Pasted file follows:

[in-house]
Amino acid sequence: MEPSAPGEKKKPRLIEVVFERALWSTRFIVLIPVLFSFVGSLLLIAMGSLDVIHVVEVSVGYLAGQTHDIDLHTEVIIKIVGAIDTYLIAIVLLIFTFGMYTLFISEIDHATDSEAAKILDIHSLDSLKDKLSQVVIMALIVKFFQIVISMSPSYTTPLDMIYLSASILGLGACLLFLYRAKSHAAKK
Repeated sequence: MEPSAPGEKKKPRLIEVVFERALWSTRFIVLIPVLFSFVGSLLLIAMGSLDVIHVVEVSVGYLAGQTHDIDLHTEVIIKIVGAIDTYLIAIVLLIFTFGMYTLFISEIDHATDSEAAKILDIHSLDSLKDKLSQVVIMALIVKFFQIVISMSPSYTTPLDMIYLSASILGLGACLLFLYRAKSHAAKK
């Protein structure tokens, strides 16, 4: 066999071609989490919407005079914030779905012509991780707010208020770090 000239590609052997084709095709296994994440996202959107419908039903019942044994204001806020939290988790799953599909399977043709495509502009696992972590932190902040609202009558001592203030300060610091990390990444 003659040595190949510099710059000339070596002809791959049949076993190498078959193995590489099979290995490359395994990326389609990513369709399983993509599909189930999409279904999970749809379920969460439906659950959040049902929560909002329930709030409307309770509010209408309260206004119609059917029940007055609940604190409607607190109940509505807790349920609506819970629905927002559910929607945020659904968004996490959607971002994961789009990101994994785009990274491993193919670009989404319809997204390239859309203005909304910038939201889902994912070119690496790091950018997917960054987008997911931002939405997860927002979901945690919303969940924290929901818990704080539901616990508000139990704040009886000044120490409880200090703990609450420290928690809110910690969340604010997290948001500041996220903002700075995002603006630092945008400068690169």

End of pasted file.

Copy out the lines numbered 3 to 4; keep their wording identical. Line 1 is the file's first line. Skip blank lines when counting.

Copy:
Repeated sequence: MEPSAPGEKKKPRLIEVVFERALWSTRFIVLIPVLFSFVGSLLLIAMGSLDVIHVVEVSVGYLAGQTHDIDLHTEVIIKIVGAIDTYLIAIVLLIFTFGMYTLFISEIDHATDSEAAKILDIHSLDSLKDKLSQVVIMALIVKFFQIVISMSPSYTTPLDMIYLSASILGLGACLLFLYRAKSHAAKK
């Protein structure tokens, strides 16, 4: 066999071609989490919407005079914030779905012509991780707010208020770090 000239590609052997084709095709296994994440996202959107419908039903019942044994204001806020939290988790799953599909399977043709495509502009696992972590932190902040609202009558001592203030300060610091990390990444 003659040595190949510099710059000339070596002809791959049949076993190498078959193995590489099979290995490359395994990326389609990513369709399983993509599909189930999409279904999970749809379920969460439906659950959040049902929560909002329930709030409307309770509010209408309260206004119609059917029940007055609940604190409607607190109940509505807790349920609506819970629905927002559910929607945020659904968004996490959607971002994961789009990101994994785009990274491993193919670009989404319809997204390239859309203005909304910038939201889902994912070119690496790091950018997917960054987008997911931002939405997860927002979901945690919303969940924290929901818990704080539901616990508000139990704040009886000044120490409880200090703990609450420290928690809110910690969340604010997290948001500041996220903002700075995002603006630092945008400068690169």